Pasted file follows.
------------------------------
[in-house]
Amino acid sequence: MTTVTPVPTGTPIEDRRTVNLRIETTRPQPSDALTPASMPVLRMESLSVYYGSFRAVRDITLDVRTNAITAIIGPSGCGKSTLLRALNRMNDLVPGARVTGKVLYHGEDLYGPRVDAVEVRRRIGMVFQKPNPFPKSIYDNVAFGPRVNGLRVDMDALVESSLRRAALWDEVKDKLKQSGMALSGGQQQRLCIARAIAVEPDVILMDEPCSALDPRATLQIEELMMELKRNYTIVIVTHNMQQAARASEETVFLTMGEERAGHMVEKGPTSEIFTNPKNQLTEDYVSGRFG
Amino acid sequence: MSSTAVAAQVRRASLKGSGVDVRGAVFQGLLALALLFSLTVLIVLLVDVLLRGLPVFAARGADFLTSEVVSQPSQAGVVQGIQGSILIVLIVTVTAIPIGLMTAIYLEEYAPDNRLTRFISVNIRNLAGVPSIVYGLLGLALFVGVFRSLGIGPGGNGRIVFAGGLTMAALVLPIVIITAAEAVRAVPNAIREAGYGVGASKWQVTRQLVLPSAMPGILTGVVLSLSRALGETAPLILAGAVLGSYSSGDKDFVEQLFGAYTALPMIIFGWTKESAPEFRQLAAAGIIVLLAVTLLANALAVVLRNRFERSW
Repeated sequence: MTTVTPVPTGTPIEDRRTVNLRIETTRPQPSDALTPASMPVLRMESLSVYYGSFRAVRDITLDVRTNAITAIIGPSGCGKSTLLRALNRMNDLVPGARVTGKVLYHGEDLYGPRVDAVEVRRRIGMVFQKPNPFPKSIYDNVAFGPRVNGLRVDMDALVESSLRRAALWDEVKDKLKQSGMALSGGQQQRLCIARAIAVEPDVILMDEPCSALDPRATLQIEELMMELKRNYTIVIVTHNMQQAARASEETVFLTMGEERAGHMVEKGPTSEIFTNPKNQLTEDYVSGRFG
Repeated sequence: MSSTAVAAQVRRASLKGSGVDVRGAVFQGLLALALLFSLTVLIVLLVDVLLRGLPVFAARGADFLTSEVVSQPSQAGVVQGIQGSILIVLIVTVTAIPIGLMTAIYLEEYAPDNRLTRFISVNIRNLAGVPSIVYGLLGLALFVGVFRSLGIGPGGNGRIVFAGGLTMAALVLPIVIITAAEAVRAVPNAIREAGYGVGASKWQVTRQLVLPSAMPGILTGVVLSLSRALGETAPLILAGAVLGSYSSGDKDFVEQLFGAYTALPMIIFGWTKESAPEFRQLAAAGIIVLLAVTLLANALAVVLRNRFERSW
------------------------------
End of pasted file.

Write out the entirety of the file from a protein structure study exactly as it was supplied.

[in-house]
Amino acid sequence: MTTVTPVPTGTPIEDRRTVNLRIETTRPQPSDALTPASMPVLRMESLSVYYGSFRAVRDITLDVRTNAITAIIGPSGCGKSTLLRALNRMNDLVPGARVTGKVLYHGEDLYGPRVDAVEVRRRIGMVFQKPNPFPKSIYDNVAFGPRVNGLRVDMDALVESSLRRAALWDEVKDKLKQSGMALSGGQQQRLCIARAIAVEPDVILMDEPCSALDPRATLQIEELMMELKRNYTIVIVTHNMQQAARASEETVFLTMGEERAGHMVEKGPTSEIFTNPKNQLTEDYVSGRFG
Amino acid sequence: MSSTAVAAQVRRASLKGSGVDVRGAVFQGLLALALLFSLTVLIVLLVDVLLRGLPVFAARGADFLTSEVVSQPSQAGVVQGIQGSILIVLIVTVTAIPIGLMTAIYLEEYAPDNRLTRFISVNIRNLAGVPSIVYGLLGLALFVGVFRSLGIGPGGNGRIVFAGGLTMAALVLPIVIITAAEAVRAVPNAIREAGYGVGASKWQVTRQLVLPSAMPGILTGVVLSLSRALGETAPLILAGAVLGSYSSGDKDFVEQLFGAYTALPMIIFGWTKESAPEFRQLAAAGIIVLLAVTLLANALAVVLRNRFERSW
Repeated sequence: MTTVTPVPTGTPIEDRRTVNLRIETTRPQPSDALTPASMPVLRMESLSVYYGSFRAVRDITLDVRTNAITAIIGPSGCGKSTLLRALNRMNDLVPGARVTGKVLYHGEDLYGPRVDAVEVRRRIGMVFQKPNPFPKSIYDNVAFGPRVNGLRVDMDALVESSLRRAALWDEVKDKLKQSGMALSGGQQQRLCIARAIAVEPDVILMDEPCSALDPRATLQIEELMMELKRNYTIVIVTHNMQQAARASEETVFLTMGEERAGHMVEKGPTSEIFTNPKNQLTEDYVSGRFG
Repeated sequence: MSSTAVAAQVRRASLKGSGVDVRGAVFQGLLALALLFSLTVLIVLLVDVLLRGLPVFAARGADFLTSEVVSQPSQAGVVQGIQGSILIVLIVTVTAIPIGLMTAIYLEEYAPDNRLTRFISVNIRNLAGVPSIVYGLLGLALFVGVFRSLGIGPGGNGRIVFAGGLTMAALVLPIVIITAAEAVRAVPNAIREAGYGVGASKWQVTRQLVLPSAMPGILTGVVLSLSRALGETAPLILAGAVLGSYSSGDKDFVEQLFGAYTALPMIIFGWTKESAPEFRQLAAAGIIVLLAVTLLANALAVVLRNRFERSW